China Power

China, Japan, South Korea Hold Rare Trilateral Meeting

Plus, China’s plan for a space station, the “war on pollution,” media blackmail, and China & IS. Friday China links.

China, Japan, South Korea Hold Rare Trilateral Meeting
Credit: South Korea, Japan, China image via Shutterstock

On September 11, China, Japan, and South Korea held their first high-level trilateral meeting since November 2013, according to Xinhua. The meeting, held in Seoul, brought together South Korean Deputy Foreign Minister for Political Affairs Lee Kyung-soo, Japanese Deputy Foreign Minister Shinsuke Sugiyama, and Chinese Vice Foreign Minister Liu Zhenmin. The meeting allowed the three countries to discuss the state of their relationship, with a special emphasis on the potential for holding a long-delayed trilateral summit between the top leaders of South Korea, China, and Japan. Such a summit used to held annually, but has not occurred since 2012, when China-Japan relations began to go downhill. Tellingly, the Xinhua story specifically mentioned separate bilateral meetings between Lee, Liu and Lee and Sugiyama, but none between the Chinese and Japanese representatives.

While there was no breakthrough on a trilateral summit, the three countries did agree to seek a trilateral meeting between their foreign ministers by the end of the year, Bloomberg reports. “It’s the right time for us to revitalize this cooperation, building trust and removing stumbling blocks,” South Korea’s foreign minister, Yun Byung-se, told Sugiyama and Liu.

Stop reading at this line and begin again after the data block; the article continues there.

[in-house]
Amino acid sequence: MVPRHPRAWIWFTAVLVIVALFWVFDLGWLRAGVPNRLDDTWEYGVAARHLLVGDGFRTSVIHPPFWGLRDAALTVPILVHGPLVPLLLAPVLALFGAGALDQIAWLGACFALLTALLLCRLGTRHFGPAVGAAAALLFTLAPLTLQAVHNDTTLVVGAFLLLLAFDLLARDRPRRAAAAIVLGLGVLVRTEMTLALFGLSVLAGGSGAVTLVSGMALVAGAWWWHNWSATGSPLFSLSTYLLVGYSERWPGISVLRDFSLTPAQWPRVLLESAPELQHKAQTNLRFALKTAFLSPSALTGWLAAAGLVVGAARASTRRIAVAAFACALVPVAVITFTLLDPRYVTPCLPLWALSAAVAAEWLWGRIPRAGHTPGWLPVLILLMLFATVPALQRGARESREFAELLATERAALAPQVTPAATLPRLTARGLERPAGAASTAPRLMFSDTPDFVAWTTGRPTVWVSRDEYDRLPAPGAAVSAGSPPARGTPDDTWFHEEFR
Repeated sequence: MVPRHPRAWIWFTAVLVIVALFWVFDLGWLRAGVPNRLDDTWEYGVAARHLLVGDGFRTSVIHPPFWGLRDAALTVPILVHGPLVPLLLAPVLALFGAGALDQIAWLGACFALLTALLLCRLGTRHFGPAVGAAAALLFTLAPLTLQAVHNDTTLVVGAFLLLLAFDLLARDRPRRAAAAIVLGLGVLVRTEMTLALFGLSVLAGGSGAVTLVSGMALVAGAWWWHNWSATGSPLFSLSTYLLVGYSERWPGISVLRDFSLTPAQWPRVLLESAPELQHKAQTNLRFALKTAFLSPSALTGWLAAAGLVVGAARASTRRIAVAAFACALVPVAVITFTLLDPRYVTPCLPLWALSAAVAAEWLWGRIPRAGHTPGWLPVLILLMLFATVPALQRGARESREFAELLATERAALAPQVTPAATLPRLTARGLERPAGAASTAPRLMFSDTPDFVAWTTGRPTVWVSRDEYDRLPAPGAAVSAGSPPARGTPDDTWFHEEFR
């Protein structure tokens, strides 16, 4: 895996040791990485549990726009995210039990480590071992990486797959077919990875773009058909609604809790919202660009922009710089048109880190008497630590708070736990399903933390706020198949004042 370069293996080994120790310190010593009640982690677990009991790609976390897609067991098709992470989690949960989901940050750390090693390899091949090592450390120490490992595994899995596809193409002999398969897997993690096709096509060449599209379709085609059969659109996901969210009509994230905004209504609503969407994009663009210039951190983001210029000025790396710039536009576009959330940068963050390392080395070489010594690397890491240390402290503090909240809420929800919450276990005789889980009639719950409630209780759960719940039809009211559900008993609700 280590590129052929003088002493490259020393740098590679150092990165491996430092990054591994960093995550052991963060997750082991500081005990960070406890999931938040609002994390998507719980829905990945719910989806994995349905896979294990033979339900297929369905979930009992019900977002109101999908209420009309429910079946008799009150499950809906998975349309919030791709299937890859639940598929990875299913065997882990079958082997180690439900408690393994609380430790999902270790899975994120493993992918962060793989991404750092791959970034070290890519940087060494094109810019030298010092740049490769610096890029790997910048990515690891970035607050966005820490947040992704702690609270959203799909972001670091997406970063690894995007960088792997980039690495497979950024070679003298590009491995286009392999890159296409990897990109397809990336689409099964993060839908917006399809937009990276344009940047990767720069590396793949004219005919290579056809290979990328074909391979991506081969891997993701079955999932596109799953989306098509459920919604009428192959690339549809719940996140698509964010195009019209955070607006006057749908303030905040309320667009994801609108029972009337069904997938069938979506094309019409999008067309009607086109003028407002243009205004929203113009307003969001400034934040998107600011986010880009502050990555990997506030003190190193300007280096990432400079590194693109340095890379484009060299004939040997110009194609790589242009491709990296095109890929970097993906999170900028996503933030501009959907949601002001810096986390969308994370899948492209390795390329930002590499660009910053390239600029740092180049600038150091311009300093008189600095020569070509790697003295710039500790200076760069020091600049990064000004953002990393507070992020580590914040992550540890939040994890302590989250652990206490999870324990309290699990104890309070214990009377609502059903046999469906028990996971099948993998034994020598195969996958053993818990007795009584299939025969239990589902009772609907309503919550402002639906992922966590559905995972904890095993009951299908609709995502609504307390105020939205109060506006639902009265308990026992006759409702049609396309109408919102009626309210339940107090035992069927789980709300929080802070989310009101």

In other news, Xinhua cited the deputy chief of China’s Manned Space Agency, Yang Liwei, as saying that China plans to establish its first space station in 2022. Yang also announced that China will launch a second space lab, Tiangong-2, in 2016. Tiangong-1 launched in September 2011. China places great emphasis on its space program as a barometer of China’s scientific prowess and international prestige.

Over at the Los Angeles Times, Julie Makinen explores the question of whether China’s government can effectively tackle the country’s environmental woes. The piece notes that, despite China’s top-level commitment to the problem, there are few examples of authoritarian countries conducting an environmental clean-up. General wisdom has it that an active, engaged civil society and independent court system are necessary components for pressuring polluters — and China currently has neither. As one environmental activist, Fang Da, told Makinen, “We need citizens to get involved with the environment … [People] think it’s just the government’s responsibility to clean up the air. But to be honest, it’s the government that made it this way.”

The New York Times reports on a group of Shanghai journalists who have been nabbed for extortion. According to confessions from the president of business news website 21st Century Net, the company threatened to run negative reports about companies that did not purchase advertising with the site. One of the arrested reporters called such practices “a hidden rule of the industry,” hinting at larger problems within China’s media landscape.  

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Finally, check out the latest Sinica podcast (hosted at ChinaFile), which features hosts Kaiser Kuo and Jeremy Goldkorn speaking with New York Times reporter Edward Wong about the Islamic State (IS) and China. They outline the situation in the Middle East before going into detail about China’s concerns vis-à-vis IS. The Diplomat’s own Chen Dingding approaches the issue from another angle, arguing that China should join in the fight against IS.